Econ 201 Chapter 6 Notes
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This 3 page Class Notes was uploaded by Kathryn Catton on Thursday March 17, 2016. The Class Notes belongs to ECON 2010 at a university taught by Dr. Zegeye in Winter 2016. Since its upload, it has received 41 views.
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Date Created: 03/17/16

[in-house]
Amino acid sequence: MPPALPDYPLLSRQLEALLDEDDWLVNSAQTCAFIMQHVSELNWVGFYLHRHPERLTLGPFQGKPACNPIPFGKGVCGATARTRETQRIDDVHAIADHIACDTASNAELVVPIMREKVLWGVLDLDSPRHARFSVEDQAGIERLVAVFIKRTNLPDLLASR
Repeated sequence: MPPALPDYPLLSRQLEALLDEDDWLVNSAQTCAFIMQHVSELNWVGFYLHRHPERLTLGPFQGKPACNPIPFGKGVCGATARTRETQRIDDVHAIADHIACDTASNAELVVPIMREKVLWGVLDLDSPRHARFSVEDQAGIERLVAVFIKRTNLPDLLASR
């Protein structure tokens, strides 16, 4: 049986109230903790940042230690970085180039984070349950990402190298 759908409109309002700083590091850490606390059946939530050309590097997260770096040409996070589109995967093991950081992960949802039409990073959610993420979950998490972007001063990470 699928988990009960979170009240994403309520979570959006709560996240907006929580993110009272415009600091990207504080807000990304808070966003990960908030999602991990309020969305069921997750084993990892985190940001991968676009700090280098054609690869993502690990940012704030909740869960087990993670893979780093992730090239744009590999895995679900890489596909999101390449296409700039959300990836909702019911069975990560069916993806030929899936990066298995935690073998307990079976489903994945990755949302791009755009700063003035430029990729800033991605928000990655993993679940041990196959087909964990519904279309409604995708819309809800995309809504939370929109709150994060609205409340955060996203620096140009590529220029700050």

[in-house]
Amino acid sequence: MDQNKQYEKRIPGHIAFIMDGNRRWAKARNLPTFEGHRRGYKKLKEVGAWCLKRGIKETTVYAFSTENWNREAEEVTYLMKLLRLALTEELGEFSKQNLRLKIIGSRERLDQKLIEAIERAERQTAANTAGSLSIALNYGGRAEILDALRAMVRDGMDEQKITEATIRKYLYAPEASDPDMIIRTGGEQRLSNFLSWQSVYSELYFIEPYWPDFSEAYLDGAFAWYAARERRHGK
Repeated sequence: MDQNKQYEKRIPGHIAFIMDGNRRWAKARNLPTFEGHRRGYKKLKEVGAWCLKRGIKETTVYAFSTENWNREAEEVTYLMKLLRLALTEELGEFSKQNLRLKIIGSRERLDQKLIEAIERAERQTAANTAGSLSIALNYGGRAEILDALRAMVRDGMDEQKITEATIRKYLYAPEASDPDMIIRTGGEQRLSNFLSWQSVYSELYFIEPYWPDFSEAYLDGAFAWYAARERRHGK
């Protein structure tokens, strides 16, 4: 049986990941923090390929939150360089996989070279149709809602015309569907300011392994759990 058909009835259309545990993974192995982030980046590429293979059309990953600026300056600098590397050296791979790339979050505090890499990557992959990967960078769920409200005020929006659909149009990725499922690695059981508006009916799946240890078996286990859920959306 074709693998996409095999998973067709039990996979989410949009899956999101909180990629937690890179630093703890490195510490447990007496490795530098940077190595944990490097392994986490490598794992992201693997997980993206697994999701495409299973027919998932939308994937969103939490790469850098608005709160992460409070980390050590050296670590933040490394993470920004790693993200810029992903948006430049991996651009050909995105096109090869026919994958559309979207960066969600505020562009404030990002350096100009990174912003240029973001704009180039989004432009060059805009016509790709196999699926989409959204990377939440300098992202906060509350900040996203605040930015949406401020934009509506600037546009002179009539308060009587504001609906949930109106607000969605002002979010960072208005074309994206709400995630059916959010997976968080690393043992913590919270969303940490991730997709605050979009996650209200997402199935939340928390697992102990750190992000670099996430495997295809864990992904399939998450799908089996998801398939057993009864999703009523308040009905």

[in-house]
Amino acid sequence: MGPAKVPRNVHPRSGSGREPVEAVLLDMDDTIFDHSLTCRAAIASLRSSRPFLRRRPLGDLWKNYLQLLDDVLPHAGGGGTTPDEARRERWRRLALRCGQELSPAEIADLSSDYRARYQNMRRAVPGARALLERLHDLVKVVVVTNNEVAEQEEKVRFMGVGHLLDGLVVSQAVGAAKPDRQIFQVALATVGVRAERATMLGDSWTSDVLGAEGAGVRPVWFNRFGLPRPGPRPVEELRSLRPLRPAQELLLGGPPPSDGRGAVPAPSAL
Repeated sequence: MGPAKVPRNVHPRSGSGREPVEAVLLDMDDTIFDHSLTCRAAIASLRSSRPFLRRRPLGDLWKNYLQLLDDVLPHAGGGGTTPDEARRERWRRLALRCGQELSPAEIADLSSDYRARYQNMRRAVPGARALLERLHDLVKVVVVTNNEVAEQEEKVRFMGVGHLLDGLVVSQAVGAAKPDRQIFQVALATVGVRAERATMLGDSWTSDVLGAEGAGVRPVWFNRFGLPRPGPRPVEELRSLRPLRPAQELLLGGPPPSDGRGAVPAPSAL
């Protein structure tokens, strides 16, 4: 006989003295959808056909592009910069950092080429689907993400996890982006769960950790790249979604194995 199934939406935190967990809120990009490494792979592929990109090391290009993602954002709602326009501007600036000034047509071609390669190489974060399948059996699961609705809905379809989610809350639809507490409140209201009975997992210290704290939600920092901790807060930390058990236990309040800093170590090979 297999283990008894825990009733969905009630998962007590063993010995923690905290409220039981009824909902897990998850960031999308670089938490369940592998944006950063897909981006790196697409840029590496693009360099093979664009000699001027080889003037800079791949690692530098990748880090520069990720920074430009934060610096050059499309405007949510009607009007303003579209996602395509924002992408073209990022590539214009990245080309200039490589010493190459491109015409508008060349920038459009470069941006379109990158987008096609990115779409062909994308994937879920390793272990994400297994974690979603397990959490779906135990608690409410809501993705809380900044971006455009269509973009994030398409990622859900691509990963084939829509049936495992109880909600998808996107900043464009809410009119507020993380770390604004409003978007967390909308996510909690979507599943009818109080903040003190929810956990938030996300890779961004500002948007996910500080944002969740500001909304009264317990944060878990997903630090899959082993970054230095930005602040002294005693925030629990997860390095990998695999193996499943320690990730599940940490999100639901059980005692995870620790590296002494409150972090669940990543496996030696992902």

Chapter 6: Supply, Demand, and Government Policies Direct Controls on Prices: Because buyers of any good always want a lower price while sellers want a higher price, the interests of the two groups conflict. The government can impose a legal maximum on the price for the products to be sold. Because the price is not allowed to rise above this level, the legislated maximum is called a price ceiling. In contrast, the government can impose a legal minimum on the price. Because the price cannot fall below this level, the legislated minimum is called a price floor. Price Ceilings: If the price ceiling is below equilibrium, it is NOT BINDING. Market forces naturally move the economy to the equilibrium, and the price ceiling has no effect on the price or quantity sold. If the price ceiling is above equilibrium, it is a BINDING CONSTRAINT. Once it hits the ceiling, it can’t by law rise any further. If equilibrium is at $3 an ice cream cone, it would be NOT BINDING at $4 price ceiling and BINDING at $2 price ceiling. At this point, if Quantity demanded exceeds Quantity Supplied, there is a shortage. **When the government imposes a binding price ceiling on a competitive market, a shortage of the good arises, and sellers must ration the scarce goods among the large number of potential buyers** Price Floors: like ceilings, price floors are an attempt by the government to maintain prices at other than equilibrium levels. Unlike ceilings, a price floor places a legal minimum price. If the equilibrium is above the price floor, the floor is NOT BINDING. If the equilibrium is below the floor, the price floor is a BINDING CONSTRAINT. Once it hits the floor, it can’t go lower. **A binding price floor causes a surplus** Evaluating Price Controls: One of the Ten Principles of Economics states why economists usually oppose price ceilings and floors. Prices to them, are the result of business and consumer decisions that lie behind the supply and demand curves. Prices balance supply and demand, coordinating economic activity. Price controls are also usually aimed at the poor, such as the rent- control laws and the minimum wage laws. Taxes: important tool used to raise revenue for public projects, like roads, schools and national defense. A tax incidence shows how a tax is divided to take the burden on either the suppliers or buyers. How taxes on sellers affect market outcomes: Suppose the local government passes a law requiring sellers of ice cream cones to send $.50 to the government for each cone they sell. How are buyers and sellers affected? 1) Decide whether the law affects the supply curve or demand curve 2) Decide which way the curve shifts 3) Examine how the shift affects the equilibrium price and quantity. 1) Demand remains the same, however the supply curve shifts because the tax is on the sellers and it makes the ice cream business less profitable at any price 2) The tax reduces the quantity supplied at every price, supply curve shifts to the left. It moves upward as well because of the $.50 tax (slightly). Price must be $.50 higher. 3) Price increases and quantity supplied decreases. Tax reduces the size of the ice cream market. Who pays the tax? (Tax incidence)- Both buyers and sellers share the burden, the market price rises and buyers pay $.30 more for each cone. Sellers get a higher price from buyers than before, but what they get to keep after paying the tax is $2.80 compared to the $3 before tax. How taxes on buyers affect market outcomes: Now a tax is levied on buyers of a good. They have to send $.50 to the government for each cone they buy. 1) Supply is not affected but the demand curve is affected. 2) Buying ice cream is less attractive with a tax, demand curve shifts to the left. It shifts downward as well because of the $.50 tax. 3) Price decreases for the sellers from $3.00 to $2.80 but rise for the buyers to $3.30. (+$.50). The quantity demanded of cones decreases as well. Both the buyers and sellers share the burden. Elasticity and Tax Incidence: The tax burden is rarely shared equally, how do we figure it out? The relative elasticity of supply and demand. When supply is elastic, sellers are very responsive to changes in price, whereas buyers aren’t very responsive. When the tax is imposed, the price received by sellers doesn’t fall much, so they carry a small burden. However, the price paid by buyers rises substantially, the buyers end up bearing the most burden of the tax. The more elastic supply or demand is, the lesser amount of burden you have. The elasticity measures the willingness of buyers or sellers to leave the market when conditions become unfavorable. A small elasticity of demand means that buyers do not have good alternative to consuming this particular good. A small elasticity of supply means that sellers do not have good alternatives to producing this good. When the good is taxed, the side of the market with fewer good alternatives is less willing to leave the market and has the bigger burden. Consumer Surplus: difference between what an individual is willing to pay minus what he or she ends up actually paying. Producer Surplus: Price minus Marginal Cost. Market Efficiency and Market Failure: I. To conclude that markets are efficient, we made several assumptions about how the market worked. a. Perfectly competitive market b. No externalities II. When these assumptions do not hold, the market equilibrium may not be efficient. III. When markets fail, public policy can potentially remedy the situation.
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